New research this week has found that Britain is charging some of the highest tax rates in the world for its richest and poorest workers. Out of twenty major economies, Britain is ranked seventh for the amount of tax it takes from its very highest and very lowest earners.
Experts are concerned that high tax rates in the UK are driving away high earners to other countries where the tax rates are much lower.
British government takes more tax than many other nations
The research published in the Daily Telegraph found that Brits earning over £122,000 a year take home just 60.9 per cent of their pay after paying tax. In Russia they would keep 87 per cent and in Egypt 80.4 per cent, whilst earnings in Dubai are tax free.
Britain is ranked seventh highest in terms of the tax it takes from its workers. Italy has the highest tax rates for the wealthy as workers earning £122,000 keep just 54.1 per cent of their earnings. High earners in the Netherlands keep 54.7 per cent of their pay whilst in Ireland and Germany they would take home just 56 per cent.
Francesca Lagerberg, head of tax at accountants Grant Thornton, said: “This provides evidence of the detrimental effect of high tax rates on high earners. For Britain to be competitive, action is needed to discourage a brain drain.”
Mark Giddens, a partner at UHY Hacker Young, agrees: “The 50 per cent tax rate on people earning more than £150,000 a year, combined with increases in national insurance, has undoubtedly made the UK less attractive to high earners. Many of these people will be highly skilled and they are usually very mobile.”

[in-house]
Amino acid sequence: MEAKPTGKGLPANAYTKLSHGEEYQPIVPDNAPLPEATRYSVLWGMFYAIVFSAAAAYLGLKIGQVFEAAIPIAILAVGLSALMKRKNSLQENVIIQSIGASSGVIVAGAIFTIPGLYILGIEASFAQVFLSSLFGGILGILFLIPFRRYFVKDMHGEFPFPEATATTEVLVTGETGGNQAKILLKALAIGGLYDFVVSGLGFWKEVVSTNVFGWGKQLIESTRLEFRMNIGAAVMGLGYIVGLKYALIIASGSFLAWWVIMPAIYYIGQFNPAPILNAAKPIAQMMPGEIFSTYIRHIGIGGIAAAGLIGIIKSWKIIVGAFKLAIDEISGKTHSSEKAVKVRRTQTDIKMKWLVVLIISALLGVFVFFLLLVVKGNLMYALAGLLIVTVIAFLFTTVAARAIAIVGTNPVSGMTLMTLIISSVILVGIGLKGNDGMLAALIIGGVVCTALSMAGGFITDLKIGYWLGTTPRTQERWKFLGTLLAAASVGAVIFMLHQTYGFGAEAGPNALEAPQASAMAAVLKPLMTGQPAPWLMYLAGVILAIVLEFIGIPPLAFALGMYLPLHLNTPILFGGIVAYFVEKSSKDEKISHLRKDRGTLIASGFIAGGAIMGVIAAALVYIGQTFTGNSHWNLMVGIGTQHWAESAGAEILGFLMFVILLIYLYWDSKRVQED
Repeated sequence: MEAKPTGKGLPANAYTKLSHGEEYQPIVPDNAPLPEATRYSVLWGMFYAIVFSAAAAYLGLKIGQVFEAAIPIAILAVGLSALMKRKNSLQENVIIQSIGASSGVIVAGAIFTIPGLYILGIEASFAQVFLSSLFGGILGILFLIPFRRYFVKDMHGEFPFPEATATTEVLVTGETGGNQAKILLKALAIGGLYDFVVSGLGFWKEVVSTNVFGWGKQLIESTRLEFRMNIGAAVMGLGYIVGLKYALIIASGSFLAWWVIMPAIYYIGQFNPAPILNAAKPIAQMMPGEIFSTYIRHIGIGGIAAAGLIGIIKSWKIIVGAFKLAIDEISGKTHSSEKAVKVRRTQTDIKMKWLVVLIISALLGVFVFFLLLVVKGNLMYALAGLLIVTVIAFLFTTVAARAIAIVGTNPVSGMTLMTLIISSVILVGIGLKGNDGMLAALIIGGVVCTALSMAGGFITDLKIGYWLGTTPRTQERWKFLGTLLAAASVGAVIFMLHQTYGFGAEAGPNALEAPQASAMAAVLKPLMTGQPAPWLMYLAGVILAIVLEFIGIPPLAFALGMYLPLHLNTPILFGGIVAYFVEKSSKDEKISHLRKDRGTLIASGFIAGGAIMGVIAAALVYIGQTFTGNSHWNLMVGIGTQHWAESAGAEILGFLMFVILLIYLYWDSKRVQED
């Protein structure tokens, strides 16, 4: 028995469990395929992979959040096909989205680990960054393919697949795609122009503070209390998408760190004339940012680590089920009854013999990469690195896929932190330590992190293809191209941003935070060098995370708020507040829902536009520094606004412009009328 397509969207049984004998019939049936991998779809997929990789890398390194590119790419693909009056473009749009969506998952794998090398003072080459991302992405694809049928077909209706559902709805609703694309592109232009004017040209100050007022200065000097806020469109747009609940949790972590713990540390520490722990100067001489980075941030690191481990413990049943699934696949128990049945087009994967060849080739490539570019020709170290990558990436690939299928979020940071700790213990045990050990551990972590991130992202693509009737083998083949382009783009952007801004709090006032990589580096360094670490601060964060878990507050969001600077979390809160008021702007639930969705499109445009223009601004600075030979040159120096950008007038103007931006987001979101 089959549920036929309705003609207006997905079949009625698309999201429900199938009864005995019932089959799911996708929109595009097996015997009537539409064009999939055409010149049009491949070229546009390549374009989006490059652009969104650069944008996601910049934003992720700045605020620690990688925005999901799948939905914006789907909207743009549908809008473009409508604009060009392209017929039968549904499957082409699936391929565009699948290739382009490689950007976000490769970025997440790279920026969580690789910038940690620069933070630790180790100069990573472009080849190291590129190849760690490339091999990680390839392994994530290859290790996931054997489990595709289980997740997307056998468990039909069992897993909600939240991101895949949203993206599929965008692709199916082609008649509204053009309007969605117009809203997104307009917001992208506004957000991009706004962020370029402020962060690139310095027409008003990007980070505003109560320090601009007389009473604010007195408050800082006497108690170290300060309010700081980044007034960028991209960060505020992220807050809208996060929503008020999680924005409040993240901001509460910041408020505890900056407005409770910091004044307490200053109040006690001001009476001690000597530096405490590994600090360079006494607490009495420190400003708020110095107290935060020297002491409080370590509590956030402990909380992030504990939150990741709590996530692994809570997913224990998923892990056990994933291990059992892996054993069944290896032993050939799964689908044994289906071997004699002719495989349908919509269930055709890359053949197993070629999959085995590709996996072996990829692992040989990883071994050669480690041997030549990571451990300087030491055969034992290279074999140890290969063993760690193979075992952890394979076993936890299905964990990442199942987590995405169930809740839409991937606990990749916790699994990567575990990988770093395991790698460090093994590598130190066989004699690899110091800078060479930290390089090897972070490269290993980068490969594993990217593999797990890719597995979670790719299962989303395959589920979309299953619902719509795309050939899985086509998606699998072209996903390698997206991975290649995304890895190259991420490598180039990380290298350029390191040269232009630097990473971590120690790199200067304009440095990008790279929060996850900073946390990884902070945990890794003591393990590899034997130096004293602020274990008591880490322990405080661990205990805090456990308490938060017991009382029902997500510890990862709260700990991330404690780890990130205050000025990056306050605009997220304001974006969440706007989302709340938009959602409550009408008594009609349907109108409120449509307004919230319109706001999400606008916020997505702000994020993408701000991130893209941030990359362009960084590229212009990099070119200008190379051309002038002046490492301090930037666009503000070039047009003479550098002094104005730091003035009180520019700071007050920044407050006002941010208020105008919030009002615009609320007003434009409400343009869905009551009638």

He added: “What is surprising to us is the wide difference between countries in terms of tax burden placed on high earners.
“With the exception of Israel, the countries which tax high earners the most are EU members. The countries with the lightest tax burden on high earners – with the exception of Japan and the United States – are emerging economies.”
Britain also taxing low earners more heavily than other nations
The figures from accountants UHY also found that Britain takes more tax from its lowest earners than thirteen other major countries. People earning under £15,242 in the UK keep just 83.2 per cent of their earnings compared to 95.7 per cent in Ireland and just over 90 per cent in the USA and Japan.
The research found that only Mexico, Estonia, France, Germany, Italy and India deduct more tax and national insurance contributions from their lowest paid workers than Britain. German workers get to keep 72.6 per cent of their income whilst low paid French workers keep 75 per cent.